“Part of that agility advantage is that employees want to help,” she says. So, giving them ownership in providing solutions within their area helps create a positive work atmosphere and better results.”
 
Brendan Keegan adds that it is critical to be able to able to pivot, adapt and provide outside the box thinking for clients. “These unique abilities allow a smaller agency to be more responsive to clients in a time of crisis.”
 
“In addition,” Keegan says, “a slowdown period can also allow for a smaller agency to look at ways to provide more benefit to the client. Providing driver safety and policy training and educating clients on maintenance needs can be beneficial during a down time, especially leveraging online tools to provide online trainings.”
 
He suggests that fleet leaders take this time to reflect on the business and look at innovative changes they can make to increase productivity in the long term. “Maybe that means you are building out a new business model or focusing on a marketing campaign, whatever it may be – take the time while you can.”
 

Large Fleet Agencies Utilize their Network When Issues Arise
 
Having a large network is important, but Keegan posits that for a large agency to utilize their network properly, the agency must be willing and able to leverage their network in new and innovative ways. He says that by correctly allocating the buying power and resources available, larger fleet management companies can work more closely with OEMs, upfitters and other essential suppliers and vendors. Keegan’s team at Merchants is using the shutdown to focus on the services they offer their clients.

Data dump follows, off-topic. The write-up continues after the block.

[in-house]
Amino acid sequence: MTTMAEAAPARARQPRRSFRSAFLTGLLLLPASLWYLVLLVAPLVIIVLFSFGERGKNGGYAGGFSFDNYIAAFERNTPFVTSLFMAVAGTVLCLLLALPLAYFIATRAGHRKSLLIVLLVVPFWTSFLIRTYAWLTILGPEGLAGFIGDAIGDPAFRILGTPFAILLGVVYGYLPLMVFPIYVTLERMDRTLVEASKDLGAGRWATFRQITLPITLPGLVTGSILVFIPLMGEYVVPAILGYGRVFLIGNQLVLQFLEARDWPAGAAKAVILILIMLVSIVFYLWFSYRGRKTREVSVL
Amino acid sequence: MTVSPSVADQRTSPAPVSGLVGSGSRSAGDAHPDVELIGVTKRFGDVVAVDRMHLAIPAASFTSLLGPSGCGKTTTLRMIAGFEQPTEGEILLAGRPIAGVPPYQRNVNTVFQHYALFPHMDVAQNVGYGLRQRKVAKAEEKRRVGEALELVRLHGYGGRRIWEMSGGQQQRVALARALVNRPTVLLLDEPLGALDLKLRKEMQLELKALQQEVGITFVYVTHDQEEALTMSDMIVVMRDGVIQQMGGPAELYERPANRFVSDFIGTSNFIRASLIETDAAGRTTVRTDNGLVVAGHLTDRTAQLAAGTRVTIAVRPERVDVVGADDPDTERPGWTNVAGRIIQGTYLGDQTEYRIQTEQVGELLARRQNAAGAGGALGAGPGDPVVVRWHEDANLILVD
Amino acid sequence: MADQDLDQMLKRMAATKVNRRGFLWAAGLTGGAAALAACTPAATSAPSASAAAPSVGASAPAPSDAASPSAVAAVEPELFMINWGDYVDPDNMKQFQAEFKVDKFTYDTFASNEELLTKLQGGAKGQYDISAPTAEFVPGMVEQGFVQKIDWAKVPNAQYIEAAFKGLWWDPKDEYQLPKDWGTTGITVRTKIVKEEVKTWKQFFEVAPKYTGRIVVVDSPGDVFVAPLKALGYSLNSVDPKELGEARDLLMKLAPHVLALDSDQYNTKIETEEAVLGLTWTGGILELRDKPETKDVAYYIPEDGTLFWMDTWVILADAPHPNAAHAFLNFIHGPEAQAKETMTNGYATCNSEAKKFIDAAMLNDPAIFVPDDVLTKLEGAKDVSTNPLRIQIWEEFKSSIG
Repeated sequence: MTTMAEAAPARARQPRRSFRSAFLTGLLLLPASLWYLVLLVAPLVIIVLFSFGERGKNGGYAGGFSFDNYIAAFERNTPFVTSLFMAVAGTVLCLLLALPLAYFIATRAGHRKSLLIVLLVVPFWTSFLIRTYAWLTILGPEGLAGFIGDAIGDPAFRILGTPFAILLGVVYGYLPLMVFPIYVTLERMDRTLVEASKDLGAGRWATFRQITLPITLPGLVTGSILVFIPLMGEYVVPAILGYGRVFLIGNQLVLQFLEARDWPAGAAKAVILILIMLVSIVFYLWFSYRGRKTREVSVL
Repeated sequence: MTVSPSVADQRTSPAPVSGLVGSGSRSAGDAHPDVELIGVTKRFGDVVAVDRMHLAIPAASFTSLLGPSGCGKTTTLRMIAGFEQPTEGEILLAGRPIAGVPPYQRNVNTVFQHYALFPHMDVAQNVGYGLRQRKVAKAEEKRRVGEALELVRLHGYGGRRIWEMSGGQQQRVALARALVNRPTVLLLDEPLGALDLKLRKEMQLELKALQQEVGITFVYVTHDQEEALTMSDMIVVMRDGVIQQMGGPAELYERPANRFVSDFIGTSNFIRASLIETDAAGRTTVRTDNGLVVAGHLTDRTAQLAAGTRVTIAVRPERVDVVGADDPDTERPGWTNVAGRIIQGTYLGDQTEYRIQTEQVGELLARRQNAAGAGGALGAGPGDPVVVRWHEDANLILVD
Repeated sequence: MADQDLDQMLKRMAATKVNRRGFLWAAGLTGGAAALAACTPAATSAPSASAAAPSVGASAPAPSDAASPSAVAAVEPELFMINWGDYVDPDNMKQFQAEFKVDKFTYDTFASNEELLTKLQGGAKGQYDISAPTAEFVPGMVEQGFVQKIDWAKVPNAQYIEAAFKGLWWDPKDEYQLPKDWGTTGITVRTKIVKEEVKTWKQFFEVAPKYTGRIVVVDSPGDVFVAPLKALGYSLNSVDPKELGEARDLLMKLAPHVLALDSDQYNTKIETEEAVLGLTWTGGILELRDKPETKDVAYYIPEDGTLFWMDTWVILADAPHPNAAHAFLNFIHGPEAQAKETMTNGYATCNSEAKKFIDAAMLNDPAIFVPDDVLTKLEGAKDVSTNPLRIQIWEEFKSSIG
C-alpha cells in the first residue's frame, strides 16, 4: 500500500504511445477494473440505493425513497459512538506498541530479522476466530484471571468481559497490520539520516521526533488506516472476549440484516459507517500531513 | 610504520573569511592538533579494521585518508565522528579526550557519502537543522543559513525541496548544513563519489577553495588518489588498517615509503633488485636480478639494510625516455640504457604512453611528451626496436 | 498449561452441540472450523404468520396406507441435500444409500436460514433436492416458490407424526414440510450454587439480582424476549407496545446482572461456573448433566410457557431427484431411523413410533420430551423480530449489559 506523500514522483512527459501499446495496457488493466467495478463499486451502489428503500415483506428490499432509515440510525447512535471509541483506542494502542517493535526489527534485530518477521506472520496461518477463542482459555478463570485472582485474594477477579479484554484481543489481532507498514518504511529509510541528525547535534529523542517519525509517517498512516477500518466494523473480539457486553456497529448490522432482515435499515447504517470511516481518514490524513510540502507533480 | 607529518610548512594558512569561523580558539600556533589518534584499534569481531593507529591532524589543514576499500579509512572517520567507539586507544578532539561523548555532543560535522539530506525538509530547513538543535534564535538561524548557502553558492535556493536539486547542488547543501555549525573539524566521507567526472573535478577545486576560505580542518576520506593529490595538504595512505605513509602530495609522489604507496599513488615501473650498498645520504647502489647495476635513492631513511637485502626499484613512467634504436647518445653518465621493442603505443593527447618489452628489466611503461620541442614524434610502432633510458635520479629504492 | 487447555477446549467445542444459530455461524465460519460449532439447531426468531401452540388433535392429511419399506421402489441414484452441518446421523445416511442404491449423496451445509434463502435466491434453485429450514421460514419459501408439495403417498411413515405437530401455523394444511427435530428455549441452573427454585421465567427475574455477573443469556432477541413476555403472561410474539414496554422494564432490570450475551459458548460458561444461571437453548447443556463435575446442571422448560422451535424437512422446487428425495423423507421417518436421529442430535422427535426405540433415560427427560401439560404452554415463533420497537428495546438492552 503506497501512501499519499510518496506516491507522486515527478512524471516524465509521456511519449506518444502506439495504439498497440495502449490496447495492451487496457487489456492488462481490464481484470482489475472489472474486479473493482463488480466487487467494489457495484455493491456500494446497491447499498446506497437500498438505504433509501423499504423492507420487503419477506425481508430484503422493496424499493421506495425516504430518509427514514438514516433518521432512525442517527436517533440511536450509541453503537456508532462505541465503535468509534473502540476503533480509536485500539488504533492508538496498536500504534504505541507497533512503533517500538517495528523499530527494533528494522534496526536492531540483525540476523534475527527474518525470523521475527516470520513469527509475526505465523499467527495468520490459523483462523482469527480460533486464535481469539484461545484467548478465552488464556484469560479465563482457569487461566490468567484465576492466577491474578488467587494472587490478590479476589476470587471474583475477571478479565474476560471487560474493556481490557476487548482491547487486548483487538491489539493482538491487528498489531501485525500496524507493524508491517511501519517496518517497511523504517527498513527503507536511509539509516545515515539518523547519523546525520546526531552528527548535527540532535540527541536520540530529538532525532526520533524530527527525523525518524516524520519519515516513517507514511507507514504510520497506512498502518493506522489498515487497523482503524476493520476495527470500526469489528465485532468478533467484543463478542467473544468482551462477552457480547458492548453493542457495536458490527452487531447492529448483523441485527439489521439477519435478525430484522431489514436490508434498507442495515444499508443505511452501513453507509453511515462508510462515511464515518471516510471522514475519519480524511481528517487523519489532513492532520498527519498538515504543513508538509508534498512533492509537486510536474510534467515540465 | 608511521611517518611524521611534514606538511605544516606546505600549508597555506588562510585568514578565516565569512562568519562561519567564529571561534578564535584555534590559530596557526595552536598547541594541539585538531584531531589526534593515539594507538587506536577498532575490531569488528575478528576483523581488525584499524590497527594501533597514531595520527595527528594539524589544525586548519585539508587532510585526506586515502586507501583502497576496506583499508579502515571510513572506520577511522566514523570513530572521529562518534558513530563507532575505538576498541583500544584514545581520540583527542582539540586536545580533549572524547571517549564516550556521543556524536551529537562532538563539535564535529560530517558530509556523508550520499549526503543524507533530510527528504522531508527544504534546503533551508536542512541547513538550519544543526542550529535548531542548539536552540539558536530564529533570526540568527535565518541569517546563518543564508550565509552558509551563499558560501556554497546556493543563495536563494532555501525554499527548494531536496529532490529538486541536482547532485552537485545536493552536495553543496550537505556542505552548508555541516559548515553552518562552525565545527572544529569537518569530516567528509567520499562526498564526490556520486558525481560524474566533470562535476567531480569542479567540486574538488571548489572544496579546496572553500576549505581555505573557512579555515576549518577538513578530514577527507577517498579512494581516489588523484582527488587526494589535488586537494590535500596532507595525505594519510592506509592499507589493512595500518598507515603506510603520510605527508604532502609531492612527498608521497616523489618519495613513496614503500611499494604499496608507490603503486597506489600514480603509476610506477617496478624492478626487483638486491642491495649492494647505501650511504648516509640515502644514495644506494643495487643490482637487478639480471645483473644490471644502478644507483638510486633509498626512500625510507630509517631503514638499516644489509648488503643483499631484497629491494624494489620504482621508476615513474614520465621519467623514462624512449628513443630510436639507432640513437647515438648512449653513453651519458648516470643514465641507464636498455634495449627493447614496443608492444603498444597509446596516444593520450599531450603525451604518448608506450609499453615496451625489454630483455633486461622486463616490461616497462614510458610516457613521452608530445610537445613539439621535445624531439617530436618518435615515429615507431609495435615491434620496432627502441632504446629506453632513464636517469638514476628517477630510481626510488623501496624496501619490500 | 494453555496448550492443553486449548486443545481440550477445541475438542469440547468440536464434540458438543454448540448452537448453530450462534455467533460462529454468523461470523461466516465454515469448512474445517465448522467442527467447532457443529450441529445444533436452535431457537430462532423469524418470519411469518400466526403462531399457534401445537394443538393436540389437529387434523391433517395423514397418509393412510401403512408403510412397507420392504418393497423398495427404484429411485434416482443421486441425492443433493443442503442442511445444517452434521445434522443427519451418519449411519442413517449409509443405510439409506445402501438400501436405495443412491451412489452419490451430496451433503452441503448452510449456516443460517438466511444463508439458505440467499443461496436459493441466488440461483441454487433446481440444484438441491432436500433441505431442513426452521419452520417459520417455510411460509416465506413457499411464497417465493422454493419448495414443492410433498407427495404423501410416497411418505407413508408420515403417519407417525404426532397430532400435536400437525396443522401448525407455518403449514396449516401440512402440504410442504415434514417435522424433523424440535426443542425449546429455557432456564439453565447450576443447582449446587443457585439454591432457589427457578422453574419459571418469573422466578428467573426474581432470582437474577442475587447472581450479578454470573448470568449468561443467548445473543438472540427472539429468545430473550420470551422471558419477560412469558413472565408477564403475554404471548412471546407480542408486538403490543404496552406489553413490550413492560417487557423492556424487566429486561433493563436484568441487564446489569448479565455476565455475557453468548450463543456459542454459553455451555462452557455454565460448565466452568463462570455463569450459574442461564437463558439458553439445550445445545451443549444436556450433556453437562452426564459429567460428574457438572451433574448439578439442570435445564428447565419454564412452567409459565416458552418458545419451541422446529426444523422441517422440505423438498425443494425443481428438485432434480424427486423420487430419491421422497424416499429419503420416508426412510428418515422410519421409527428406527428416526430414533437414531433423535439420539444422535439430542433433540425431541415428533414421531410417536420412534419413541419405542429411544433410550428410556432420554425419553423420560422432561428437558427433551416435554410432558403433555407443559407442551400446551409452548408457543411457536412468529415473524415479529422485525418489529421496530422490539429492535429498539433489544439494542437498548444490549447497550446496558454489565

“As we anticipated the large impact of this crisis,” he says, “we gathered our fleet experts from our business, looked across our offerings, adapted, and innovated. We looked at the services that made the most sense for fleets today—for instance, as OEMs are delaying some production, we are pulling from our mobility inventory nationally to make vehicles available for clients.
 
 “A best practice six months ago may be irrelevant today,” he adds. “At their core, agencies must be able to shift and be more adaptable to accommodate today’s environment.”
 

Identifying Opportunity in the Unexpected
 
Coronavirus has altered the course of the broad majority of operating fleet agencies: Commercial airlines cut flights by 80 percent. Imports at the two biggest overseas shipping harbors, Long Beach and L.A., fell by over 500,000 container units in February alone. And the Navy recently began a public health investigation in cooperation with the Marine Corps Public Health Center and the CDC to understand the spread of Covid-19 onboard USS Theodore Roosevelt––as this vessel alone has had 678 confirmed cases to date.
 
While unexpected delays or derailments are never enjoyable for any company, Bridges says it may be a needed push for companies to audit fleets in order to be more efficient and reduce costs.
 
Bridges suggests that fleet leaders should consider what gaps there are when identifying overall fleet needs, and review services that their fleets use to see where savings or rates could be negotiated. “It’s also a fantastic opportunity to revise company policies and monitor compliance to rectify inadequacies which can be costly,” she adds.